Online Taxes

As the general public has increasingly become comfortable with online bill paying, Uncle Sam has provided easier avenues for electronic money moving. Last year, almost 80 million taxpayers filed electronically, many because they were due refunds that were processed more quickly because their tax data was sent online. Now the IRS has entered into partnerships with the private sector, including the banking industry, tax software developers and credit card processors, to make tax e-payments more appealing. Here are the ways you can electronically move your money when the time comes.

Electronic Funds Withdrawal

Individuals who file via computer, either on their own or with the help of a paid preparer, can use electronic funds withdrawal, or EFW. This basically is the reverse of direct deposit that the IRS recommends for those getting refunds. This option allows you to provide your checking account number, the type of account it is (savings or checking) and the financial institution's routing number. If you don't know which set of numerals is the routing number, check with your bank before you e-file, especially if you're planning to file and pay late on the April deadline day. At 11:50 p.m., there won't be anyone at the bank branch to answer your call for help.

In most instances, electronic funds withdrawal is free. But when you call about the routing number, it wouldn't hurt to confirm that your bank or credit union does indeed allow such transfers at no cost. One nice thing about EFW is that you can schedule when your tax payment comes out of your bank account as long as it's by the April due date. That means you can get the filing paperwork out of the way early and hold on to your cash until the last minute.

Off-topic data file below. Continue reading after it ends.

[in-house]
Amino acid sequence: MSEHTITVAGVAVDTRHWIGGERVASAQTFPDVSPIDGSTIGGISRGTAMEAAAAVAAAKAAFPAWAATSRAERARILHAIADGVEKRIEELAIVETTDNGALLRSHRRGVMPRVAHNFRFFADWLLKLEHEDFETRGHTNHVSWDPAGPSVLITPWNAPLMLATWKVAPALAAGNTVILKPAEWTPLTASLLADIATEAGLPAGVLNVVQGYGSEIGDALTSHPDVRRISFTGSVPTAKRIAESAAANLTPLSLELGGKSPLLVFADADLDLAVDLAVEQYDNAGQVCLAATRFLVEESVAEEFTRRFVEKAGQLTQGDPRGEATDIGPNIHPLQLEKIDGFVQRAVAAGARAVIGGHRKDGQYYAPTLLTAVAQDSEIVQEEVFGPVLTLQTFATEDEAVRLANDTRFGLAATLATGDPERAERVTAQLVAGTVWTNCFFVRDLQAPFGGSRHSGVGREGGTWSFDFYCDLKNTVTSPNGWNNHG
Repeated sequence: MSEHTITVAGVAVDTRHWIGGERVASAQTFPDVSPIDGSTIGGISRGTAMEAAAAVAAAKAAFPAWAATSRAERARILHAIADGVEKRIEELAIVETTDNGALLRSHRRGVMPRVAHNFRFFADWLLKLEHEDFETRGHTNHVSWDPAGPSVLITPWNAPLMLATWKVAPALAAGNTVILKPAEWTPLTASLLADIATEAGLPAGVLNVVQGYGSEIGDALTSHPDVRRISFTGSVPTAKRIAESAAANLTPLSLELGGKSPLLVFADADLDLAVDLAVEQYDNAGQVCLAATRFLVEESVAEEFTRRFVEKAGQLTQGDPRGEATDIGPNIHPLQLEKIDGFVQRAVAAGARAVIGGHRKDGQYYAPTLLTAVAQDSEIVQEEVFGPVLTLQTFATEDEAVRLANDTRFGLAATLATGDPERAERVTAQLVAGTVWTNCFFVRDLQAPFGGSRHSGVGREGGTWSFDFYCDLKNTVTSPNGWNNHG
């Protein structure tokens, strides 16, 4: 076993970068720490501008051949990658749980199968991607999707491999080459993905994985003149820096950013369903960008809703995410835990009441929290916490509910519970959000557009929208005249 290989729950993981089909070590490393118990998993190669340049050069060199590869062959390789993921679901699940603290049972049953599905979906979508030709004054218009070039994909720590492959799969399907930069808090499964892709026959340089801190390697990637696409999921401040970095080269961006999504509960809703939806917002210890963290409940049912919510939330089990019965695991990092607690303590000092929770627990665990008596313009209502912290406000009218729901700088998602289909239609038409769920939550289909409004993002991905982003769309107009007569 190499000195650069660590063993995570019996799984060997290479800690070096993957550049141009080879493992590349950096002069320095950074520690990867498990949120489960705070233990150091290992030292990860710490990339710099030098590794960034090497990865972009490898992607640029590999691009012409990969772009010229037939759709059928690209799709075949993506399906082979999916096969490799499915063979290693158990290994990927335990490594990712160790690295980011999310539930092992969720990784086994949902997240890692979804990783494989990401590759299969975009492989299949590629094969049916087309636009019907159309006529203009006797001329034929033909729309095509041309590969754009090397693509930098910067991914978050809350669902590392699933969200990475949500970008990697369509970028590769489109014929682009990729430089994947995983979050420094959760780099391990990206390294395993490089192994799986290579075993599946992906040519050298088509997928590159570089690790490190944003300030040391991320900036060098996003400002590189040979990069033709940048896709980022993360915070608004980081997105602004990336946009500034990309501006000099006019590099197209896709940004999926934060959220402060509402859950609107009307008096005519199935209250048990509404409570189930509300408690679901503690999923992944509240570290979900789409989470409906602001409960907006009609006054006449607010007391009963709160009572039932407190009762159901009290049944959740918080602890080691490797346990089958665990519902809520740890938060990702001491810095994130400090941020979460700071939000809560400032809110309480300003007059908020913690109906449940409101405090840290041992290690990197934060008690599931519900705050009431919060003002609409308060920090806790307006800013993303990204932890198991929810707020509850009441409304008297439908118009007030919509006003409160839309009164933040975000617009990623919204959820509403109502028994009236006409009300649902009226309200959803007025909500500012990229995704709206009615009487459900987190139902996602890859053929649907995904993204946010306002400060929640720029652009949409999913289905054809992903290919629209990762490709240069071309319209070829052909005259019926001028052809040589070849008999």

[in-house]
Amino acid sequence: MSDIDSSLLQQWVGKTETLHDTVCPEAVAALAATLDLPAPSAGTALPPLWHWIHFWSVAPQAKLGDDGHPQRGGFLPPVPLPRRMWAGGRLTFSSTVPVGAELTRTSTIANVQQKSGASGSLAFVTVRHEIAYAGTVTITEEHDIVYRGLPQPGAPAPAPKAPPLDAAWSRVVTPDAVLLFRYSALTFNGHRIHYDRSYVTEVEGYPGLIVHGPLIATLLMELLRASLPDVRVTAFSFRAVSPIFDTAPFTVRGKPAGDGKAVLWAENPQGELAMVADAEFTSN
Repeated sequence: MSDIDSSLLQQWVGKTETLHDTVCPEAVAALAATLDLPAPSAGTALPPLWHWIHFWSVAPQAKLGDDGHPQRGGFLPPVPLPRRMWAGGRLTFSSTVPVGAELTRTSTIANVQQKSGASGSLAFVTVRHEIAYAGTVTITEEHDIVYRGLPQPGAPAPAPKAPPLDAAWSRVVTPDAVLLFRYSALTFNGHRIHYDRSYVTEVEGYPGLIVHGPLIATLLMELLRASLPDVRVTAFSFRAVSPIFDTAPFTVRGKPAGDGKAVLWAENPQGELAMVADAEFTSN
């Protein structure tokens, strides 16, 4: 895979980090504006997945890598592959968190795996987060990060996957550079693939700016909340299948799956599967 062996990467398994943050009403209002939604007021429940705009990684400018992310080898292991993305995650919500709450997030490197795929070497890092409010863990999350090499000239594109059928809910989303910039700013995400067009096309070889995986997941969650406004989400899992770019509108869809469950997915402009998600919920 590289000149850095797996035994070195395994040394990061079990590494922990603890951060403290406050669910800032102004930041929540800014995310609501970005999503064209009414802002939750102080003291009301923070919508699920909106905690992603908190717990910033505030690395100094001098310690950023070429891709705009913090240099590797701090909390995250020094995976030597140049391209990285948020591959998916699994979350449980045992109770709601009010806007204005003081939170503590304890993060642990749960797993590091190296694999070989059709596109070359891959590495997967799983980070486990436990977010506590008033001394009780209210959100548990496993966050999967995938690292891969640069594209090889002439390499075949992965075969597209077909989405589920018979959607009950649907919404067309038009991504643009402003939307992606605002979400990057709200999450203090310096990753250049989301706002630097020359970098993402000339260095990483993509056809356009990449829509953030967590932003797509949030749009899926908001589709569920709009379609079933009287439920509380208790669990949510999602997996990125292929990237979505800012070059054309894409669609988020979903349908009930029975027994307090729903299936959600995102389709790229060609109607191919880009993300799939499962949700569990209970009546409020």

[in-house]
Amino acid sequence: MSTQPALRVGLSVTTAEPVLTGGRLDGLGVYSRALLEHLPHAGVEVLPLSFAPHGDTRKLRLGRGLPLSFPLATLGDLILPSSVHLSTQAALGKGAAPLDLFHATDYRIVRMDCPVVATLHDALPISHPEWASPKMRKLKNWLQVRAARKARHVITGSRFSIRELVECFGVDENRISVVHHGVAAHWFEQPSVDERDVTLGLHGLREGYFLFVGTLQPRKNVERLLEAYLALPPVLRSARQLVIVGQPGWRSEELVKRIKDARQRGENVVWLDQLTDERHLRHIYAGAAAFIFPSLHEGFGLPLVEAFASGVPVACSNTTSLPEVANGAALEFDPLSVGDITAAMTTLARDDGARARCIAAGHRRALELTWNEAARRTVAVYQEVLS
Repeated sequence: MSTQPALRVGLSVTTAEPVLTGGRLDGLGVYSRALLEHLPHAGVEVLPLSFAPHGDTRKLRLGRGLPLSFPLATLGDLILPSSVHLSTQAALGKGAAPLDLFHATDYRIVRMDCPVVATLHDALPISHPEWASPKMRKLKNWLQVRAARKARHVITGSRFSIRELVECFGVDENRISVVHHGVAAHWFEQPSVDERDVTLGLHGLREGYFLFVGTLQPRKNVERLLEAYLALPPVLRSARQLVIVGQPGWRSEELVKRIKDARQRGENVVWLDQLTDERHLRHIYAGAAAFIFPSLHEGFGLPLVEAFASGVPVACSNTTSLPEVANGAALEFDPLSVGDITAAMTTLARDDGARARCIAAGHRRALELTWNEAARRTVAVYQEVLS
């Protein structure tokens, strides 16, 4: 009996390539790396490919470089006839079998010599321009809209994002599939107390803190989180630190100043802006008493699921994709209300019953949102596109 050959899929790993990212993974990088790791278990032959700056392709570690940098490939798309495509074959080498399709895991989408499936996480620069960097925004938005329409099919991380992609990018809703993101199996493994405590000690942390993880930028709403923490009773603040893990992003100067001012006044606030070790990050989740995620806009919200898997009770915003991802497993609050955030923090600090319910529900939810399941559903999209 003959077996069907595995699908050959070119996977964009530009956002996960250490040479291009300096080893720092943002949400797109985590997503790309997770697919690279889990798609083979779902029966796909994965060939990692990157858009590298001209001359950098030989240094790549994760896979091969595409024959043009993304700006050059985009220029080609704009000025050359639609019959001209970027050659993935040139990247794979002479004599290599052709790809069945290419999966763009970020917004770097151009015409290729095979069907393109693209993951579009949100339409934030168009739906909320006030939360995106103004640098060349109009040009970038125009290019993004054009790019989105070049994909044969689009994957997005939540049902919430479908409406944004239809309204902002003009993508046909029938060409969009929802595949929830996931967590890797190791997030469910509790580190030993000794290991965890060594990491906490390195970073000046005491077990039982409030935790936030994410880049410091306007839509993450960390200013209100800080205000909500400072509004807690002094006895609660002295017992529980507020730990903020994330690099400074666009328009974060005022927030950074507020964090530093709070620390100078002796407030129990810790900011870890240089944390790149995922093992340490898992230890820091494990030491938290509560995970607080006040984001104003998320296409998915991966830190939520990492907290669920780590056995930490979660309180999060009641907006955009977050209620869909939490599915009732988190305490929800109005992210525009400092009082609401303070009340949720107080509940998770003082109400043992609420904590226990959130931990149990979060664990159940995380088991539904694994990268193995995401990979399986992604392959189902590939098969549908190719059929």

Credit Card Payments

Taxpayers can, of course, still charge it when Uncle Sam comes calling. And this year, debit cards are part of the mix. Official Payments and Link2Gov remain the two IRS-approved plastic processors. Both companies accept payments from electronic as well as paper filers, either via phone or the Internet. Payments are accepted using either American Express, Discover, MasterCard or Visa. If you want to avoid potentially costly interest charges, Link2Gov also accepts debit or check card payments as long as your card carries the NYCE, Star or Pulse logos.

Link2Gov Corp.   (888) 729-1040
Official Payments Corp.   (800) 272-9829

Keep in mind, however, that this electronic payment method will cost you more than just your tax bill. Each company has its own fee schedule. For credit card payments it's 2.35% of your tax bill with a minimum processing fee of around $4. And if you don't pay off your original credit card in full, you'll start racking up interest charges on your account.

Electronic Federal Tax Payment System

You can avoid credit card vendor fees by using the federal Electronic Federal Tax Payment System, known as EFTPS. EFTPS has been established for years to directly transfer various taxes to the IRS. Now the agency is stepping up efforts to get individual taxpayers to use the system. EFTPS is a free service and is available year-round. Business and individual taxpayers can make use of EFTPS to pay taxes associated with more than two dozen tax forms, including the family of 1040 forms. To get started, you enroll and get a personal identification number and password to use the service. It's a two-step process that involves a confirmation sent through the postal service, so don't wait until the last minute if this e-payment option appeals to you. Once again, check with your bank to see if it charges an electronic transfer fee.

As with electronic funds transfers, EFTPS users can make payments 24 hours a day, seven days a week and schedule payments in advance. The online system also lets taxpayers review their last 16 months of tax-payment history and search, print or download the data by date, tax type, amount, tax form and other factors. In addition to paying an annual tax bill, filers who pay quarterly estimated taxes also can use these e-payment methods.

With one of these online methods, hopefully you can electronically file your return and pay any tax due, at least while making the payment a little less stressful.

Source: Kay Bell via

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